Sunspots initially appear in the photosphere as small darkened spots lacking a penumbra. These structures are known as solar pores.[22] Over time, these pores increase in size and move towards one another. When a pore gets large enough, typically around 3,500 km (2,000 mi) in diameter, a penumbra will begin to form.[21]


Magnetic pressure should tend to remove field concentrations, causing the sunspots to disperse, but sunspot lifetimes are measured in days to weeks. In 2001, observations from the Solar and Heliospheric Observatory (SOHO) using sound waves traveling below the photosphere (local helioseismology) were used to develop a three-dimensional image of the internal structure below sunspots; these observations show that a powerful downdraft underneath each sunspot, forms a rotating vortex that sustains the concentrated magnetic field.[23]

Solar cycle[edit]

Point chart showing sunspot area as percent of the total area at various latitudes, above grouped bar chart showing average daily sunspot area as % of visible hemisphere.
Butterfly diagram showing paired Spörer's law behavior
The full solar disk over the course of 13 days during the rise of solar cycle 24.

Solar cycle duration is typically about eleven years, varying from just under 10 to just over 12 years. Over the solar cycle, sunspot populations rise quickly and then fall more slowly. The point of highest sunspot activity during a cycle is known as solar maximum, and the point of lowest activity as solar minimum. This period is also observed in most other solar activity and is linked to a variation in the solar magnetic field that changes polarity with this period.

Early in the cycle, sunspots appear at higher latitudes and then move towards the equator as the cycle approaches maximum, following Spörer's law. Spots from two sequential cycles co-exist for several years during the years near solar minimum. Spots from sequential cycles can be distinguished by direction of their magnetic field and their latitude.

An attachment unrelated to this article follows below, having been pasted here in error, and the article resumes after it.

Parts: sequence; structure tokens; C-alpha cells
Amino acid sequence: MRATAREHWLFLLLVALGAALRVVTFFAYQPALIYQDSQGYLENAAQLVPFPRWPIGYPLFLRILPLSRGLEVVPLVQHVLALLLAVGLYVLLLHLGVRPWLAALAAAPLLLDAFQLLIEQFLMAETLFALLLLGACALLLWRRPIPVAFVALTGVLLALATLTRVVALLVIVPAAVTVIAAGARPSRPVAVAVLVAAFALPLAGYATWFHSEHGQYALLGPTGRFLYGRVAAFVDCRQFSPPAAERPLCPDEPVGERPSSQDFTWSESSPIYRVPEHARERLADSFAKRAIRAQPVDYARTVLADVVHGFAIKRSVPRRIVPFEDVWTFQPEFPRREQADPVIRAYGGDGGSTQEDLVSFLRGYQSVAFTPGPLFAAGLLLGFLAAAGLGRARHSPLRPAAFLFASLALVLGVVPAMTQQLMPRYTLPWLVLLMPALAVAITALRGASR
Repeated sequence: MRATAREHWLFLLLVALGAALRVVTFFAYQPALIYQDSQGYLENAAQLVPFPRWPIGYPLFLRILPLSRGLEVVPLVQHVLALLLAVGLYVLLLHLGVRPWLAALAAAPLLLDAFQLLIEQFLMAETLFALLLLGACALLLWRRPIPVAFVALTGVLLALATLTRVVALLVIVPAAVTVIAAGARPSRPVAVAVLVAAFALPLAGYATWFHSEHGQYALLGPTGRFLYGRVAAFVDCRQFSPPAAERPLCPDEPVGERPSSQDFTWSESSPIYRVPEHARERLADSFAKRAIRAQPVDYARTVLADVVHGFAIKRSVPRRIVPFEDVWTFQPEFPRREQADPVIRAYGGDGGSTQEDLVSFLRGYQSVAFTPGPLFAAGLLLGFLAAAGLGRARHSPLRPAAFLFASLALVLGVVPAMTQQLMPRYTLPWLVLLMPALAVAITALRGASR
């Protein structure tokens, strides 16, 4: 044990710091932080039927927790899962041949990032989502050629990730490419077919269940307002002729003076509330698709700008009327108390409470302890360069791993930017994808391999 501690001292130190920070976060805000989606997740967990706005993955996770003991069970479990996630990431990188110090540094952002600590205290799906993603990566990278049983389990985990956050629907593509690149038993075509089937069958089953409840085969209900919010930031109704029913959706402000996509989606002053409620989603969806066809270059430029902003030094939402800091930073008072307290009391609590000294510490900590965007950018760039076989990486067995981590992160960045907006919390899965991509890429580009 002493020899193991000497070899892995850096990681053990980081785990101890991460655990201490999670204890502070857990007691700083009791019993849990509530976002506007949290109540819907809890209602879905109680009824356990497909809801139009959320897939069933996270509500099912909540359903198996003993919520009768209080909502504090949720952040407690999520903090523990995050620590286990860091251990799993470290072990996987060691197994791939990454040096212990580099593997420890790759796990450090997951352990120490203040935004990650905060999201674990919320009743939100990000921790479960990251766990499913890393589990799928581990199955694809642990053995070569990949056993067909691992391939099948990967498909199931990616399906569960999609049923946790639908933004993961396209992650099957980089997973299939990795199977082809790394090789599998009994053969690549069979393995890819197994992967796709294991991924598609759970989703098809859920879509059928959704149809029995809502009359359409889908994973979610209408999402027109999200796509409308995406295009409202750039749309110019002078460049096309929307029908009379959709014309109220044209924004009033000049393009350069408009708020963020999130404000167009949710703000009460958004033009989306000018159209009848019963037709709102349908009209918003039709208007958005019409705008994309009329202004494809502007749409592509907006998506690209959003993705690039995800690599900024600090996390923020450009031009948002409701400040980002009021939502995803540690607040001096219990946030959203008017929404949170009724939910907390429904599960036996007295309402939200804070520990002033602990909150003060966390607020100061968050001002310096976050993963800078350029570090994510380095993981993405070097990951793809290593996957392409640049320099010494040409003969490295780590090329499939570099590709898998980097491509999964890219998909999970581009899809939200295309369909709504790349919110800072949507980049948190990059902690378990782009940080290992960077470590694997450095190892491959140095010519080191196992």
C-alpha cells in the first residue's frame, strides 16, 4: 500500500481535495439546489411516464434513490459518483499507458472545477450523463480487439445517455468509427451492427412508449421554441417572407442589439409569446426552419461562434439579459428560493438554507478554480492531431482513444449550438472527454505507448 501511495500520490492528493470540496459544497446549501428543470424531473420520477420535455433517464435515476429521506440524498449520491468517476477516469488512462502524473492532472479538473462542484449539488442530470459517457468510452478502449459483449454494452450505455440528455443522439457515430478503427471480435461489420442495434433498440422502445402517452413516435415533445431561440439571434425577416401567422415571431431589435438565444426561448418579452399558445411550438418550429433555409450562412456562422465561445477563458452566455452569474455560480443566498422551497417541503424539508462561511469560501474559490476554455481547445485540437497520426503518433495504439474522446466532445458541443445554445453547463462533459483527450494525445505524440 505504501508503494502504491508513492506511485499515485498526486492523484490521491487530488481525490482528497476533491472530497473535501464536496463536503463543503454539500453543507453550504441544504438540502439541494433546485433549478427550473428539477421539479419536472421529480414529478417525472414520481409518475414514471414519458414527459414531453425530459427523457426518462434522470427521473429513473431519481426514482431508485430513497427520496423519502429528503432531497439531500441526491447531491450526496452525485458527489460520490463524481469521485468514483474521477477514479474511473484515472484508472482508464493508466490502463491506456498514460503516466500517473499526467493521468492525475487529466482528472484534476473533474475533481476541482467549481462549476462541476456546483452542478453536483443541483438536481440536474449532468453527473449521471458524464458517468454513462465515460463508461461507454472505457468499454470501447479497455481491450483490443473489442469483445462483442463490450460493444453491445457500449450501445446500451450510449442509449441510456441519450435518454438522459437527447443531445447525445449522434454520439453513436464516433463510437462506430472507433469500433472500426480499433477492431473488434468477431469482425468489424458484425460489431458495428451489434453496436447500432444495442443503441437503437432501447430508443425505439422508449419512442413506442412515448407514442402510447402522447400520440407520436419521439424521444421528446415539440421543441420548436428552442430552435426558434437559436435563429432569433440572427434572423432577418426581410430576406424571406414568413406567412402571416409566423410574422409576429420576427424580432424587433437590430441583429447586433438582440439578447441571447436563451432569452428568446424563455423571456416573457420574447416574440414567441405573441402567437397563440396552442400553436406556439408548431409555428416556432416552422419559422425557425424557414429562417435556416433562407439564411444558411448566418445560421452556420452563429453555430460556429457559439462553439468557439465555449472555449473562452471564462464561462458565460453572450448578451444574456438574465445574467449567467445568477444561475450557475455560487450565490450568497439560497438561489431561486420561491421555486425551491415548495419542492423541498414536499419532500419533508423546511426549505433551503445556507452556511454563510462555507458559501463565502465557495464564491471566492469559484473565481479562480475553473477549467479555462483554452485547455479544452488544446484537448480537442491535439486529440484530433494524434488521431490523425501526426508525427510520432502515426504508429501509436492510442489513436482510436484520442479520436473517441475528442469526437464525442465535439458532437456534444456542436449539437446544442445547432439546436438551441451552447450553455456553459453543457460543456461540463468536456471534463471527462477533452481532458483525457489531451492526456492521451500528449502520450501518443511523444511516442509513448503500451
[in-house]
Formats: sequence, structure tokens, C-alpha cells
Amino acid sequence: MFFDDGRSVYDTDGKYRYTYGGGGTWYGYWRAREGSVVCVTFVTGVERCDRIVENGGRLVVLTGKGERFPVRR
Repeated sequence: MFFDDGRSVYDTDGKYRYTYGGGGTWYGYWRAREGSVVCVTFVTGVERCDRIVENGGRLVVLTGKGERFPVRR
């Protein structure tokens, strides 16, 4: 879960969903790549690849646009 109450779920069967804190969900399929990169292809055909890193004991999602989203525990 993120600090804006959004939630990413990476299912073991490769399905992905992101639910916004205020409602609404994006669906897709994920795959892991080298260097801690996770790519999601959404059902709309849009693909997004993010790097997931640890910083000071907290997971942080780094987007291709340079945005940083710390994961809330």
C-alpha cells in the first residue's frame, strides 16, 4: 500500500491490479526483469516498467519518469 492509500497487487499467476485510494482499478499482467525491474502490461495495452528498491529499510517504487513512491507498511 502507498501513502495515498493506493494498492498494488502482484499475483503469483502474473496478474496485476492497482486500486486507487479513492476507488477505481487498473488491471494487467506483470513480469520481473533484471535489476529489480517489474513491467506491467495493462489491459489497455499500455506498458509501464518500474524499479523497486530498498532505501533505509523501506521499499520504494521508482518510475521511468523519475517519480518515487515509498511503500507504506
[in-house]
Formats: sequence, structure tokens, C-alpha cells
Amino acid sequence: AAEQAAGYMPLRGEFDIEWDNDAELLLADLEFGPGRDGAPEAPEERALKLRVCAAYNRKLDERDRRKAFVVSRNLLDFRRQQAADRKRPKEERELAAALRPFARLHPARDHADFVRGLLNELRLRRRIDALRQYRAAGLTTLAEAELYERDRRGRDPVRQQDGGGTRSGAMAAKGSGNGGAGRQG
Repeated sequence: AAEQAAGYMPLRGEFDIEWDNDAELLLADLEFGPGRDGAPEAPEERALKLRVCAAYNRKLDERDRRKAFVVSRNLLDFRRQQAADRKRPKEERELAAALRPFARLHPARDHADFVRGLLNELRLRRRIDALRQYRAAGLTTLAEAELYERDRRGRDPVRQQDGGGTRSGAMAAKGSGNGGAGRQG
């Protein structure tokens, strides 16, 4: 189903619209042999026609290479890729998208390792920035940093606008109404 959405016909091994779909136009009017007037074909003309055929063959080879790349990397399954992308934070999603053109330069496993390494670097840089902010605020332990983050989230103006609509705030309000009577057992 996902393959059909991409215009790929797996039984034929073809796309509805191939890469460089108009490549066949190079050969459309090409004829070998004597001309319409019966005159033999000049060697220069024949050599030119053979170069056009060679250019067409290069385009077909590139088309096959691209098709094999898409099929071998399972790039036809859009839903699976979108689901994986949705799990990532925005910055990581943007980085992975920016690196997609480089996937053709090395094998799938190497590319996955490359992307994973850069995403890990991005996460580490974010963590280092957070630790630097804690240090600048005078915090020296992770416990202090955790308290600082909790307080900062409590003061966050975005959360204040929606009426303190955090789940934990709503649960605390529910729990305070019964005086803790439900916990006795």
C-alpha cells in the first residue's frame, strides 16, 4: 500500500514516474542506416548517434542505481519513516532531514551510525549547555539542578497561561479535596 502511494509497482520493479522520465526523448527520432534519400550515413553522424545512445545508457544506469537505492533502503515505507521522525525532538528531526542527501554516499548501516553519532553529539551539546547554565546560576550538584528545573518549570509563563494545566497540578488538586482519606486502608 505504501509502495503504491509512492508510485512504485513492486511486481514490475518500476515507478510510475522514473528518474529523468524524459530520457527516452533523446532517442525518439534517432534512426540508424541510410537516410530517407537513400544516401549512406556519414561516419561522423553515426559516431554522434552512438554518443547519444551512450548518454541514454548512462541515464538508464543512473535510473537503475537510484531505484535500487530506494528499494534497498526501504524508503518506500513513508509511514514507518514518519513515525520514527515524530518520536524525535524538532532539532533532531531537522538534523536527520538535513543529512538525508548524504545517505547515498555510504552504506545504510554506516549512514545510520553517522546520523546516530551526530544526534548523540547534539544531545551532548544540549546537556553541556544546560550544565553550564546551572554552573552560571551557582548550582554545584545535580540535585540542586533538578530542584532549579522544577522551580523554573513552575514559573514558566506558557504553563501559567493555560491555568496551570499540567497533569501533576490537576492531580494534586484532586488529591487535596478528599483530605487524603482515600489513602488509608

The Wolf number sunspot index counts the average number of sunspots and groups of sunspots during specific intervals. The 11-year solar cycles are numbered sequentially, starting with the observations made in the 1750s.[24]

George Ellery Hale first linked magnetic fields and sunspots in 1908.[25] Hale suggested that the sunspot cycle period is 22 years, covering two periods of increased and decreased sunspot numbers, accompanied by polar reversals of the solar magnetic dipole field. Horace W. Babcock later proposed a qualitative model for the dynamics of the solar outer layers. The Babcock Model explains that magnetic fields cause the behavior described by Spörer's law, as well as other effects, which are twisted by the Sun's rotation.

Longer-period trends[edit]

Sunspot numbers also change over long periods. For example during the period known as the modern maximum from 1900 to 1958 the solar maxima trend of sunspot count was upwards; for the following 60 years the trend was mostly downwards.[26] Overall, the Sun was last as active as the modern maximum over 8,000 years ago.[27]

Sunspot number is correlated with the intensity of solar radiation over the period since 1979, when satellite measurements became available. The variation caused by the sunspot cycle to solar output is on the order of 0.1% of the solar constant (a peak-to-trough range of 1.3 W·m−2 compared with 1366 W·m−2 for the average solar constant).[28][29]